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Low rates causing Canadians to spend more than they can afford

Low interest rates may be pushing Canadians to spend more, according to the data from the latest MNP Consumer Debt Index. The poll found that six in 10 Canadians feel now is a good time for them to spend, even if they can’t afford to. Meanwhile, nearly half of those surveyed said with rates being low, they are more comfortable carrying debt than in the past. That financial disconnect has set off alarm bells for CTV’s Chief Financial Commentator Pattie Lovett-Reid, who called the financial disconnect “outrageous.”

Many ETFs morphing into mutual funds

Canadian ETF inflows surged by 49 per cent in 2020 to a record $41 billion from a year earlier, as investors plowed cash into all asset classes after the pandemic-induced plunge, according to a recent National Bank of Canada study. Personal finance columnist Dale Jackson writes that while ETFs are growing in popularity, investors must do their homework as many new offerings are increasingly looking like actively managed mutual funds. And that, of course, could mean higher fees for you.

Toronto’s rental apartment vacancy hits record

The rental apartment vacancy rate in Canada’s biggest city climbed 5.7 per cent in the fourth quarter of 2020, according to data from Urbanation. The real estate research firm said the vacancy rate reached a 50-year high when examining historical CMHC survey data for Toronto back to 1971. The data comes as more residents leave Toronto for suburbs and smaller towns during the COVID-19 pandemic. While average rents in the surrounding 905 region dropped only 2.2 per cent to $2,139, Toronto’s fell 10 per cent year-over-year to $2,337 in the quarter.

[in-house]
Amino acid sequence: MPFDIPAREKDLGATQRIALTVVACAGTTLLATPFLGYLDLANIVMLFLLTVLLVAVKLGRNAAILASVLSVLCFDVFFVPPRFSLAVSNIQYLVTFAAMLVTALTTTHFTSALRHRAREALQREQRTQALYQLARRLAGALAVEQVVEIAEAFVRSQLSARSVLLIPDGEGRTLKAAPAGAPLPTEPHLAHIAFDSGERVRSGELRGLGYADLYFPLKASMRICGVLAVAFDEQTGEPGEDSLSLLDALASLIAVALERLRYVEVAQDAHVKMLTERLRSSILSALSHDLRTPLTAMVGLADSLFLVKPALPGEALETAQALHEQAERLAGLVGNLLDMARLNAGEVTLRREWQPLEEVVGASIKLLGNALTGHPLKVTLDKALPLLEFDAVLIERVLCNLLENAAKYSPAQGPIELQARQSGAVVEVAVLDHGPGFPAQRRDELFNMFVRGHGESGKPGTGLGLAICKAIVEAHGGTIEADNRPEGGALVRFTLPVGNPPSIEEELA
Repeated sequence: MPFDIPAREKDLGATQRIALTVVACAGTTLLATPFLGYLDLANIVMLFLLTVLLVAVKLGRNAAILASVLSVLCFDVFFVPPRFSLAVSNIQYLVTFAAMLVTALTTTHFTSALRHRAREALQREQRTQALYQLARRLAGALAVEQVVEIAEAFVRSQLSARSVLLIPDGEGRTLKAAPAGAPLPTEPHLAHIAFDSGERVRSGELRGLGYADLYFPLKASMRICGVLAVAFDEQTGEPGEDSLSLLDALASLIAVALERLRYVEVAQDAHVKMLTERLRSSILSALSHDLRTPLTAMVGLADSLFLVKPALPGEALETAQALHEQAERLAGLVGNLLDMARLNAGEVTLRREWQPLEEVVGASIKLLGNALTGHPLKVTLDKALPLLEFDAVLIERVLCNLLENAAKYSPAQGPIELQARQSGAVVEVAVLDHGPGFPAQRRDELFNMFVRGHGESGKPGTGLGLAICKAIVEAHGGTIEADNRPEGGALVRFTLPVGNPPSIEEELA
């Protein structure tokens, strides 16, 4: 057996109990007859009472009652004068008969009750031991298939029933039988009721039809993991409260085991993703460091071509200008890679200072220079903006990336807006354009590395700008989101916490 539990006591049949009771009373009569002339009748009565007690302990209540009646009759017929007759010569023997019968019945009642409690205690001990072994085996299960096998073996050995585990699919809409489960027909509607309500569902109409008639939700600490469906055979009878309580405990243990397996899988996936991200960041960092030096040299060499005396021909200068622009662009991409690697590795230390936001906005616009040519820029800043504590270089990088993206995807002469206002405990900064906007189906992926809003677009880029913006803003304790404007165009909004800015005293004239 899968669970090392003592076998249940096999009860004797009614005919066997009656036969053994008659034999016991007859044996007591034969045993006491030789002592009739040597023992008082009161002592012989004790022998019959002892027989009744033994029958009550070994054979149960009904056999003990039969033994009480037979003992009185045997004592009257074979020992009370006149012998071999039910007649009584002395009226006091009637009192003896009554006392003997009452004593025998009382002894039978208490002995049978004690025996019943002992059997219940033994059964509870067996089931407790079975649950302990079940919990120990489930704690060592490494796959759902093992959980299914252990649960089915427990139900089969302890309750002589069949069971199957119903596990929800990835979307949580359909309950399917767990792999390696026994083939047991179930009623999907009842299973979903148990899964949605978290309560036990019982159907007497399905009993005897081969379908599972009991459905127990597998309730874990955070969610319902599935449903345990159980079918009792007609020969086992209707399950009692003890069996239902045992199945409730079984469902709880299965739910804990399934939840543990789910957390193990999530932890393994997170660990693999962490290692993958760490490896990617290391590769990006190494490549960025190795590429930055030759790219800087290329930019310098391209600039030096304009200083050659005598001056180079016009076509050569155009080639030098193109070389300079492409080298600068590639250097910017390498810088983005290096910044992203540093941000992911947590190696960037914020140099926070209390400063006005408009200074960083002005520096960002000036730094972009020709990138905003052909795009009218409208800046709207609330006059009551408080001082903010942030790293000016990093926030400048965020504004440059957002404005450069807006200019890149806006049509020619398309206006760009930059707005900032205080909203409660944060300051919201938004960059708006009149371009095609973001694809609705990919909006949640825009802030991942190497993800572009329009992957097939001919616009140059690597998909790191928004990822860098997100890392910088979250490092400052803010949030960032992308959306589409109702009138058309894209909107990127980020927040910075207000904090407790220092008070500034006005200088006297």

Muslims look to Halal investing to make money in line with religious values

Socially responsible investing is a growing trend in Canada, including for those who invest based off religious beliefs. Responsible investing represents 62 per cent of Canada’s investment industry and has $3.2 trillion under management, according to the Canadian Responsible Investment Trends Report. For Muslims, this includes avoiding investments in pork, alcohol, tobacco, weapons, adult entertainment and especially debt, bonds or interest. Seventy per cent of Muslim Canadians said they would participate in Halal investing if there were more products available to help them do so, the report said.


“Rather than think, I’ve got this whole big thing or ‘How am I going to save a 12-month emergency fund?’ What could you do in the next week? What is the teeny, tiny part of that goal that you could focus on for a very, very short period of time? Because just those little things give you a sense of control.”

- Bruce Sellery, personal finance expert and author of Moolala, on setting “microtimelines” for financial goals